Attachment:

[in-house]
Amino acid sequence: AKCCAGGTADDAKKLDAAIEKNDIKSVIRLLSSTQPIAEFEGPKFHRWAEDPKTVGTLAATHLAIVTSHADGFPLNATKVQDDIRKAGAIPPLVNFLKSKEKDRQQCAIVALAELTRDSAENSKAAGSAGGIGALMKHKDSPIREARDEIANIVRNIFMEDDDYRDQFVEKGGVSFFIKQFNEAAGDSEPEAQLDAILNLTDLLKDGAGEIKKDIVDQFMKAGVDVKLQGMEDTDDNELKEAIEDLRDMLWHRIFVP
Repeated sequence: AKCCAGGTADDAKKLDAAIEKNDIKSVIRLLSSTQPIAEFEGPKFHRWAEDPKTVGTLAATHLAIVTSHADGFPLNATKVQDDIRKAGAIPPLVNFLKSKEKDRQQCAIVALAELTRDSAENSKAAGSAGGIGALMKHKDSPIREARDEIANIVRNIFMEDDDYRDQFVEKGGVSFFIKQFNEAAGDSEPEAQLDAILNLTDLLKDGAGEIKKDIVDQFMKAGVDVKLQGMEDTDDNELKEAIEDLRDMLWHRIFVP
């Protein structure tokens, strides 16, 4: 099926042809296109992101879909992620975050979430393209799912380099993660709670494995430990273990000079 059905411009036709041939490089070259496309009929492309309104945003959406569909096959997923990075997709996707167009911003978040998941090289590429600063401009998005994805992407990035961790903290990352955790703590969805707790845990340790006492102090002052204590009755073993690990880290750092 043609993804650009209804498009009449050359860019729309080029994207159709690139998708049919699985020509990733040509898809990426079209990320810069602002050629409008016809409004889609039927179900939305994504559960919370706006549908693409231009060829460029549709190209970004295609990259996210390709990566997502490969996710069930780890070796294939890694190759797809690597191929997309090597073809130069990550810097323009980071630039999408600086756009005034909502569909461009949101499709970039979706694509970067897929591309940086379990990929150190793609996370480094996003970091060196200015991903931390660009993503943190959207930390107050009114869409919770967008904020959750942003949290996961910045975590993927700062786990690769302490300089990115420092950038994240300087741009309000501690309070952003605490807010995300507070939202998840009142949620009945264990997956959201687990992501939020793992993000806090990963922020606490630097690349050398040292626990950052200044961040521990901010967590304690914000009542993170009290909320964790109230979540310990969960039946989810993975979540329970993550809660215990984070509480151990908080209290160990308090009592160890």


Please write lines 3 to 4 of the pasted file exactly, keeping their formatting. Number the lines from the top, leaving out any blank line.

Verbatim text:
Repeated sequence: AKCCAGGTADDAKKLDAAIEKNDIKSVIRLLSSTQPIAEFEGPKFHRWAEDPKTVGTLAATHLAIVTSHADGFPLNATKVQDDIRKAGAIPPLVNFLKSKEKDRQQCAIVALAELTRDSAENSKAAGSAGGIGALMKHKDSPIREARDEIANIVRNIFMEDDDYRDQFVEKGGVSFFIKQFNEAAGDSEPEAQLDAILNLTDLLKDGAGEIKKDIVDQFMKAGVDVKLQGMEDTDDNELKEAIEDLRDMLWHRIFVP
């Protein structure tokens, strides 16, 4: 099926042809296109992101879909992620975050979430393209799912380099993660709670494995430990273990000079 059905411009036709041939490089070259496309009929492309309104945003959406569909096959997923990075997709996707167009911003978040998941090289590429600063401009998005994805992407990035961790903290990352955790703590969805707790845990340790006492102090002052204590009755073993690990880290750092 043609993804650009209804498009009449050359860019729309080029994207159709690139998708049919699985020509990733040509898809990426079209990320810069602002050629409008016809409004889609039927179900939305994504559960919370706006549908693409231009060829460029549709190209970004295609990259996210390709990566997502490969996710069930780890070796294939890694190759797809690597191929997309090597073809130069990550810097323009980071630039999408600086756009005034909502569909461009949101499709970039979706694509970067897929591309940086379990990929150190793609996370480094996003970091060196200015991903931390660009993503943190959207930390107050009114869409919770967008904020959750942003949290996961910045975590993927700062786990690769302490300089990115420092950038994240300087741009309000501690309070952003605490807010995300507070939202998840009142949620009945264990997956959201687990992501939020793992993000806090990963922020606490630097690349050398040292626990950052200044961040521990901010967590304690914000009542993170009290909320964790109230979540310990969960039946989810993975979540329970993550809660215990984070509480151990908080209290160990308090009592160890």